42-year-old Sefa Cebeci was with her husband in a seven-story building in Duzce, Turkey, when just before 7:00 P.M. local time on November 12, 1999, a 7.2 magnitude earthquake shook the city. The building collapsed, and when all was said and done nearly 1,000 people were dead—including Sefa’s husband who was right beside her. Despite rescue team leaders from some countries calling off the search for survivors after three days, an Israeli team pulled her from the rubble after nearly 5 days without food and water. She would have to have an arm amputated and her kidney failure from dehydration nearly killed her. She was able to survive in freezing temperatures for 105 hours under tons of concrete. How? A closet fell on top of her and protected her from her collapsed house. Her closet became her refuge (facts via BBC News articles, 5/11/13 and 11/17/99).
Have you ever noticed a Christian whose life seemed to be crashing in all around them? You would not imagine they could survive the spiritual carnage. Yet, they survive. The reasons certainly vary, but one variable that has to be in place for them has to do with their “closet.” Do you remember in Jesus’ great sermon that He said to “enter into thy closet” to pray rather make a vain, public show of prayer (cf. Mat. 6:6, KJV)? That word “closet,” variously translated “inner room,” “your room,” “private room,” and “inner chamber” is one found almost exclusively in the Septuagint (Greek Old Testament) and the gospels. It is translated “storehouse” or “warehouse” (Luke 12:24; Mat. 24:26), but also “bedroom” or “chamber” (Gen. 43:30; 2 Ki. 6:12; Zodhiates, Spiros. The complete word study dictionary: New Testament 2000: n. pag. Print). It refers to any place of privacy where one cannot be easily seen (ibid.).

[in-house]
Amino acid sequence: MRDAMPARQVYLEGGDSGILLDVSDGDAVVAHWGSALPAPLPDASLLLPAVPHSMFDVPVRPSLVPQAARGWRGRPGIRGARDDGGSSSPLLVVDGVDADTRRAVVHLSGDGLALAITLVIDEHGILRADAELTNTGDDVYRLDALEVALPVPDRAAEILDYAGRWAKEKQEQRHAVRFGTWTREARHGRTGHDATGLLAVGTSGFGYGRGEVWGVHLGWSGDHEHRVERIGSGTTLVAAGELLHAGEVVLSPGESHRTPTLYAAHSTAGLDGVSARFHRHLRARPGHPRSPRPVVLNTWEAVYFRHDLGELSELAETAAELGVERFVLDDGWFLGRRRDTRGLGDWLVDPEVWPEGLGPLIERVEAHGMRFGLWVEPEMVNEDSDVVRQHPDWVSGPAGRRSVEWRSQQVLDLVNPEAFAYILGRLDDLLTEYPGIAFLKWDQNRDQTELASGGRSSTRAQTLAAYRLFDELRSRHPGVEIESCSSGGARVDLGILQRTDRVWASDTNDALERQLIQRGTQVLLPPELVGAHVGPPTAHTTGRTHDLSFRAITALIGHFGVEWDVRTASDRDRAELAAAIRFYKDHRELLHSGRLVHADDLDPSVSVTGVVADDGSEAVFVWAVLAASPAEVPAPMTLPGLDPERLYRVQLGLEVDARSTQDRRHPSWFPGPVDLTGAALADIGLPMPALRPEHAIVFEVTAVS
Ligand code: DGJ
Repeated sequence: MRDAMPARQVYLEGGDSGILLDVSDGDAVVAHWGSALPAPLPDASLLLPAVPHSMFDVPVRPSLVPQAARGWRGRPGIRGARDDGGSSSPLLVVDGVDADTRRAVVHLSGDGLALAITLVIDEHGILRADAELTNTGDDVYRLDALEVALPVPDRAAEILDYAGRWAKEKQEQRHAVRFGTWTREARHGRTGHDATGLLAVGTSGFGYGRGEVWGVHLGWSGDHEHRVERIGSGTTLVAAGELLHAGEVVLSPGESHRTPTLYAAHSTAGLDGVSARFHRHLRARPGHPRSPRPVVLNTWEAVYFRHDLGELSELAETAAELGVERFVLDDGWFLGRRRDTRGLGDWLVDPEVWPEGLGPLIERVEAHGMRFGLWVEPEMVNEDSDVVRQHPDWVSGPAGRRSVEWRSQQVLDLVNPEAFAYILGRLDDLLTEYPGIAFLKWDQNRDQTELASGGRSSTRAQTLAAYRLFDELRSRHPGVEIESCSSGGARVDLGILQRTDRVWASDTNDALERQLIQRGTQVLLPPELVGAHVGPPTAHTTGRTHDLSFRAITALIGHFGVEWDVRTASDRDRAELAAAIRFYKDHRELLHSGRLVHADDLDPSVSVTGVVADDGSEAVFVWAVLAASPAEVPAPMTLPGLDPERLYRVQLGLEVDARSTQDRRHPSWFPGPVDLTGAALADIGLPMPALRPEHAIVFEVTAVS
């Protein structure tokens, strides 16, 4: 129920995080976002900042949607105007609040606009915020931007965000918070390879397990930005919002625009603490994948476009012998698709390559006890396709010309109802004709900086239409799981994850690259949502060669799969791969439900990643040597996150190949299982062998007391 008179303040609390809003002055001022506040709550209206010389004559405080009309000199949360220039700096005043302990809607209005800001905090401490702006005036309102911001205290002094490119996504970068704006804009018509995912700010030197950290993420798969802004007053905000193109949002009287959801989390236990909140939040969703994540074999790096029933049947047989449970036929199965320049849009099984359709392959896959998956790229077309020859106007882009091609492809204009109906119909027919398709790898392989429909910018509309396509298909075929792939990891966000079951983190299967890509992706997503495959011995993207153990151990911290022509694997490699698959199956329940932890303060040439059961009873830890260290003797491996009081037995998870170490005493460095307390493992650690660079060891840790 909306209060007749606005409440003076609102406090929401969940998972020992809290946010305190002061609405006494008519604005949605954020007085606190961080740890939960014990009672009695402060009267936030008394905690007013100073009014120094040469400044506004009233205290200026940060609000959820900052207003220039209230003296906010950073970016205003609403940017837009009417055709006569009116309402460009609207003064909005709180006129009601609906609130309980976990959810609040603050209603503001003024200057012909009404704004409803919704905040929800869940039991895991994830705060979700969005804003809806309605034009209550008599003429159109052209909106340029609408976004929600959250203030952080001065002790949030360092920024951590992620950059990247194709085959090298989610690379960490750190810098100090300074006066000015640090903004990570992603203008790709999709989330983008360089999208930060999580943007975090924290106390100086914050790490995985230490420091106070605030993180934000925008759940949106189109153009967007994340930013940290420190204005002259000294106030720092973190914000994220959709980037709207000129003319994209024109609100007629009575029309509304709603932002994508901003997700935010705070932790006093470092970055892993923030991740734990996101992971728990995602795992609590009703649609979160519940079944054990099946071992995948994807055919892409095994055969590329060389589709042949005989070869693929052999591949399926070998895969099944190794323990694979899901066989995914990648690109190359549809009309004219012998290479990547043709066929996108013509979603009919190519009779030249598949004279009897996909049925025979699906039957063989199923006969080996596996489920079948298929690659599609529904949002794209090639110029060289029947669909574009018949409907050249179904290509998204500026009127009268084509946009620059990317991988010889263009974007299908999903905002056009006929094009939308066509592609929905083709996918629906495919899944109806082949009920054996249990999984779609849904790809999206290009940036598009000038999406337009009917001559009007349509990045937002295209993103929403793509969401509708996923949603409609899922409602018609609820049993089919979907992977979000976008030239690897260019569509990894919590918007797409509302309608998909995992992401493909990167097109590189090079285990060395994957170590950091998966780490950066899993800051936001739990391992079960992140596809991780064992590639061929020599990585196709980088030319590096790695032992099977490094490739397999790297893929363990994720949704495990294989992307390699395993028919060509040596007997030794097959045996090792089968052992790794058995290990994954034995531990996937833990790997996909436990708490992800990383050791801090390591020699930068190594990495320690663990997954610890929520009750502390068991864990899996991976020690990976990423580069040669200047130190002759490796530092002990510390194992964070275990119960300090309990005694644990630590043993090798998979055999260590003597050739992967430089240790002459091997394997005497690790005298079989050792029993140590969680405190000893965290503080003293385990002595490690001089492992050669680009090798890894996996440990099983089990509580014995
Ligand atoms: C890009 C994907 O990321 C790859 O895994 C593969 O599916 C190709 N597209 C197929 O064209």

Isn’t that where spiritual survival is made or broken, not necessarily and not primarily in our public assemblies or fellowship activities but in private? When I am alone, do I seek refuge by entering into the closet of prayer, study, and private devotion? In happy, prosperous times, I should be found there. It will prepare me for calamitous, catastrophic events. When my life is shaken to the core, I will survive if in my closet.
Jesus does not specify what kind of reward enjoyed by those whose prayer life is genuine rather than showy, but certainly there is no greater reward than enduring the trials of life spiritually intact. We may come away scarred and hurt, but we will survive! Be a spiritual survivor! Spend as much time as you can in your closet.